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Lorena Anderson

New NSF Center Intersects Chemistry and Mechanics

Scientists know the whats and whys of using light, heat and electricity to direct chemical reactions toward an end goal. What’s less well understood are the effects mechanical force can have on chemistry.

Thanks to a three-year, $1.8 million National Science Foundation (NSF) grant, a team of researchers — including mechanical engineering Professor Ashlie Martini — are forming a new center for this emerging area of study.

New Engineering Research Center to Focus on Agriculture Technology

By 2050, the U.S. population is estimated to grow to 400 million, and the world population to 9.1 billion, requiring a 70 percent increase in global food production.

UC Merced is one of four campuses across the country uniting to meet that challenge by harnessing the power of innovation and technology to develop precision agriculture for a sustainable future.

$3.5 Million Hellman Endowment Expands Future of Research at UC Merced

Since 2011, the Hellman Fellows Fund has provided close to 60 UC Merced assistant professors with much-needed research support in the form of seed funding. The prestigious Hellman Fellowship has launched countless careers at UC Merced and across the UC system.

Now, thanks to a generous new $3.5 million gift from the Hellman family, UC Merced will permanently establish the UC Merced Society of Hellman Fellows starting in 2021. The endowment allows the program to continue in perpetuity, while affording the campus more flexibility in funding early-career research.

New Project Aims to Advance Understanding of Immune Cells as they Develop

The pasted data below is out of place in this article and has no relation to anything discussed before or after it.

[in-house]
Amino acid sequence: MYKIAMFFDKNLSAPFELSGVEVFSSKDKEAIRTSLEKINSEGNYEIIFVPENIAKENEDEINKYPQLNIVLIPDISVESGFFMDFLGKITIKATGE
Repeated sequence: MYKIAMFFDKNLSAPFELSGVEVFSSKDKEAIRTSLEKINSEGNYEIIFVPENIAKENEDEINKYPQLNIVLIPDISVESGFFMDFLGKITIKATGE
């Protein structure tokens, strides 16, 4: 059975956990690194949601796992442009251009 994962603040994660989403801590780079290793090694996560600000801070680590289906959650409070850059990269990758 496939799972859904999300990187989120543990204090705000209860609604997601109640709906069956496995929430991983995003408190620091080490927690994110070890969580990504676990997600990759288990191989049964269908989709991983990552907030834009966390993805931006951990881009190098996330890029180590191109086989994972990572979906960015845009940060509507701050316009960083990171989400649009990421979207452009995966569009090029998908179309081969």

Maybe now more than ever, scientists need to understand the immune system.

A new National Institutes of Health grant is funding a cross-disciplinary collaboration between bioengineering Professor Joel Spencer and immunology Professor Jennifer Manilay that will allow them to watch as immune-system cells develop in the bone marrow of a living mouse to gain insights into how they work.

Professor Explores Green Lubricants for Mechanical Systems with NSF Grant

Mechanical systems, such as car engines and manufacturing equipment, use petroleum-based lubricants and solvents that are considered hazardous. After use, those compounds mostly end up in the earth.

Environmentally friendly alternatives — room-temperature ionic liquids (RTILs) — that don’t need solvents and can perform better haven’t been widely used because of a lack of basic understanding about how they work.

New Grant Helps Assess Benefits of Satellites for Determining Water Quality

Summertime means fun in the water, but as temperatures increase, algal blooms can grow in freshwater and marine ecosystems.

Some algae are natural and life-giving, while others are the result of life out of balance and can have harmful effects. Consisting of bacteria and tiny plankton, they arise quickly and alter the ecosystem by consuming available oxygen, killing fish.

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